The defense did what it could. It pointed out that Fierro had signed the confession -- the details of which were provided by the detective conducting the interrogation -- only because he knew what would happen to his mother and stepfather if he did not confess. It called his parents, who testified to the brutal treatment to which they were subjected. [The mother claimed she was beaten. The stepfather claimed he was threatened with application of a cattle-prod device to his genitals.] It called Fierro's landlord, who swore Fierro was at home on the night of the killing.
Ladies and gentlemen of a small cohort of the reading public, it is now up to you to argue your point and cast your vote in the case of The People of Texas versus Cesar Roberto Fierro. Please use the comments to do so. Remember that you may base your arguments and your decision only on the evidence presented in this blog post.

Deliberations are open.


Andrew Hickey said...

Just from that evidence, pretty clearly not guilty. Confession made under dubious-at-best circumstances, quite probably with threats to his parents, no physical evidence tying him to the crime scene, and only one witness who sounds like his statement could plausibly have been part of a plea bargain.

The Doormouse said...

when you say he turned and was shot, do you mean he turned the car or his head? its hard to shoot someone in the back of the head if they are facing you.

Anonymous said...

I vote not guilty.

Does he have an alibi - yes, based on his landlord's testimony

Is the prosecution's witness compromised ? Think so, based on his bragging about how the police treated him. What is his motivation for testifying against Fiero anyway?

Coerced confession - his mother and father's testimony as to their arrest is convincing and Fiero's mentioning his parent's were innocent in his confession seems telling.


Anonymous said...

I would say not guilty.

I guess we are spoiled on TV shows where all the suspect interviews are video taped. Hopefully in the future all police interrogations of interviews should be taped so we won't get into this he said/he said problem


Anonymous said...

I cannot understand why the Defence did not demand testing on the items of clothing?

No gun,
No car stuck in yard,
No Rancher who they sold the gun to
Confession in question,
Snitch after 5 months since incident,

Dont buy this one.

The Airborne Juror said...

It really should be impossible to sentance someone to death based on a witness with everything to lose followed by a confession which was likely coerced. Your previous post did a lot to highlight the startling problems that exist with police-obtained confessions, and here you present the perfect case to illustrate it. There is no evidence to speak of here that is above manipulation by otherwise interested parties - interested in getting themselves off the hook or interested in closing a case and making numbers on the board.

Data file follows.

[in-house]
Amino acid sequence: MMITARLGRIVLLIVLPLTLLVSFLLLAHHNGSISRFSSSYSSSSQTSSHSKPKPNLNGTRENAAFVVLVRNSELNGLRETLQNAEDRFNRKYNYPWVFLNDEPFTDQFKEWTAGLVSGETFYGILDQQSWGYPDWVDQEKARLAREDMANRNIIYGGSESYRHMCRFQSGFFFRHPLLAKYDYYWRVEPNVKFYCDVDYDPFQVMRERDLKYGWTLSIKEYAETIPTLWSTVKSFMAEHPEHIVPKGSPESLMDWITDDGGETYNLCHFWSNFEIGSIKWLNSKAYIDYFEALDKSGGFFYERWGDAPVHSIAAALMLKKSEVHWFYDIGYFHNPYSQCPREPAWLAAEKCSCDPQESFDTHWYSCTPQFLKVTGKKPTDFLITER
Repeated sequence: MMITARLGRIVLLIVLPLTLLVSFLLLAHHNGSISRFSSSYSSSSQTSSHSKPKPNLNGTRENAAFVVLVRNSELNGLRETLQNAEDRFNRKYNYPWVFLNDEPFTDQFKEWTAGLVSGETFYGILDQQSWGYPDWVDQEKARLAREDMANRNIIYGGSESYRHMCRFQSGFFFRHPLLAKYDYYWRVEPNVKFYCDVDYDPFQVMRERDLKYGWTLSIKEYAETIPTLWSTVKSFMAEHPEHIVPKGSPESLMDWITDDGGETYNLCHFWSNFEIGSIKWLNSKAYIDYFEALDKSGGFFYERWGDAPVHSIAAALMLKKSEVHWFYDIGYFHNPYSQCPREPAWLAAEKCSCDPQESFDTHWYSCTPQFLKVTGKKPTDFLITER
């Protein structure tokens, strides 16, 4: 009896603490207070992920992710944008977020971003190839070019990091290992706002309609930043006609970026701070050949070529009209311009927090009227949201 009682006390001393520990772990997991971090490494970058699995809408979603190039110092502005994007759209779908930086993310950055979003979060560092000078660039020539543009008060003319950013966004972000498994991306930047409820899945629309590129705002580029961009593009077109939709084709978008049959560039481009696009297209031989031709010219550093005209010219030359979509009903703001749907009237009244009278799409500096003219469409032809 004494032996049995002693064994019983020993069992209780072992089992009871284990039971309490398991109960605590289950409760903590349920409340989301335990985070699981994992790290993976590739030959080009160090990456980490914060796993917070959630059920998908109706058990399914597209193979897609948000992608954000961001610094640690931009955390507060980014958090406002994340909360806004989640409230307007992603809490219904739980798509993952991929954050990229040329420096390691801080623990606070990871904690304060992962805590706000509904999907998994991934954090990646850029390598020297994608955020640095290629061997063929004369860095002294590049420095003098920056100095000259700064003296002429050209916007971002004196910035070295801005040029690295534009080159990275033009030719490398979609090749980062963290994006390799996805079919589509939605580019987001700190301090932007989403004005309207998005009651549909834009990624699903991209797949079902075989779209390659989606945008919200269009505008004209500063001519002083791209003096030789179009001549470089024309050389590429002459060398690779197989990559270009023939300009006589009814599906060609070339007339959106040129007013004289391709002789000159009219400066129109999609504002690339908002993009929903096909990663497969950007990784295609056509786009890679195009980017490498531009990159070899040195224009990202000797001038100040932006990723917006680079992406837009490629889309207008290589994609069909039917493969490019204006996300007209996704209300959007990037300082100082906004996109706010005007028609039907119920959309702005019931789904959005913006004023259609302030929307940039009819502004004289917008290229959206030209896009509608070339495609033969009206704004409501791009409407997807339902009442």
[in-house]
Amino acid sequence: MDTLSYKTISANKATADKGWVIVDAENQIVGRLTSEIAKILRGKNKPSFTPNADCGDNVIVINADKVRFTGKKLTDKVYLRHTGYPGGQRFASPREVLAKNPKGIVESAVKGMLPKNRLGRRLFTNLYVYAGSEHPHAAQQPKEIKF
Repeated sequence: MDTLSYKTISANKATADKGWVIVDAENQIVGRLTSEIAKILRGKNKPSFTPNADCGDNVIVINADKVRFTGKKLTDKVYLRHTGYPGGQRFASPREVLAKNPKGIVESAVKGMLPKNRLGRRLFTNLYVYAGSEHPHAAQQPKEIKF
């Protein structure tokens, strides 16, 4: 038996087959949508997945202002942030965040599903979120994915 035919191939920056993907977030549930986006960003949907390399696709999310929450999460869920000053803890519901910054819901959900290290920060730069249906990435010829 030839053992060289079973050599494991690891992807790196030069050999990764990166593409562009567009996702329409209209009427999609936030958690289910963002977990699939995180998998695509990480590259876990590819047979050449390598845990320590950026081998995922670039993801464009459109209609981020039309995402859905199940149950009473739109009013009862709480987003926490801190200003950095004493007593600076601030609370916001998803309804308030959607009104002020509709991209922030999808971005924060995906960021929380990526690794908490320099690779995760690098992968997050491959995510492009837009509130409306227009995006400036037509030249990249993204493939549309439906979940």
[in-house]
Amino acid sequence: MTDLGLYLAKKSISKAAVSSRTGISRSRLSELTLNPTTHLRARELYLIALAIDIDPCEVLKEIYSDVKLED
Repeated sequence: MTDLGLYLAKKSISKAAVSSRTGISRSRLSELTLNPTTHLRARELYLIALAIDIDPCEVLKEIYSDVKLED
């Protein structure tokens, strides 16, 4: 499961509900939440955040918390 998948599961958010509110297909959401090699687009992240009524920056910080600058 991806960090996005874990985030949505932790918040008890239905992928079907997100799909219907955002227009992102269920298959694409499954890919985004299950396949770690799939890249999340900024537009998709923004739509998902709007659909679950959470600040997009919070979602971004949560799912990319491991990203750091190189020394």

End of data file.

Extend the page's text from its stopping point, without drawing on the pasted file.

No way, on the evidence presented in your post, that this one should be a conviction.

Greetings from Lörrach,


Sullied Red Secret said...

Why would a robber throw away a silver watch?
How could Olague have hit the brakes from the passenger seat so quickly with a dead man in his lap?
Why would Olague's testimony hold more weight than Fierro's landlord's?

Add these to the above-mentioned inconsistencies and the verdict must be not guilty.

Anonymous said...

This sounds a lot like the case of Randall Adams in Texas c. 1977. 16 year old David Harris bragged about killing a police officer in Dallas, was in possession of the murder weapon, and had stolen the car that was pulled over before the shooting. Once police questioned him, he blamed a 28 year old drifter (Adams). There was no evidence linking Adams to any aspect of the shooting, other than a "confession", of which Adams said should have made no mention of any shooting.

It turns out that Harris was in fact guilty of this crime, and was executed ikn 2006 for a different murder in Houston. In the documentary "The Thin blue Line", Harris essentially confesses to the murder of the officer, when asked by the interviewer "is Adams innocent", Harris says "Did you ask him"? The interviewer says "He has always said he is innocent". Harris says "I am sure he is". The interviewer says "How can you be sure?". Harris says "Because I am the one that knows".

Adams has since been released from prison, but he was on death row for around 10 years, and came shockingly close to execution, a completely innocent man with no priors.

I would vote that Olague is the killer of the cab driver.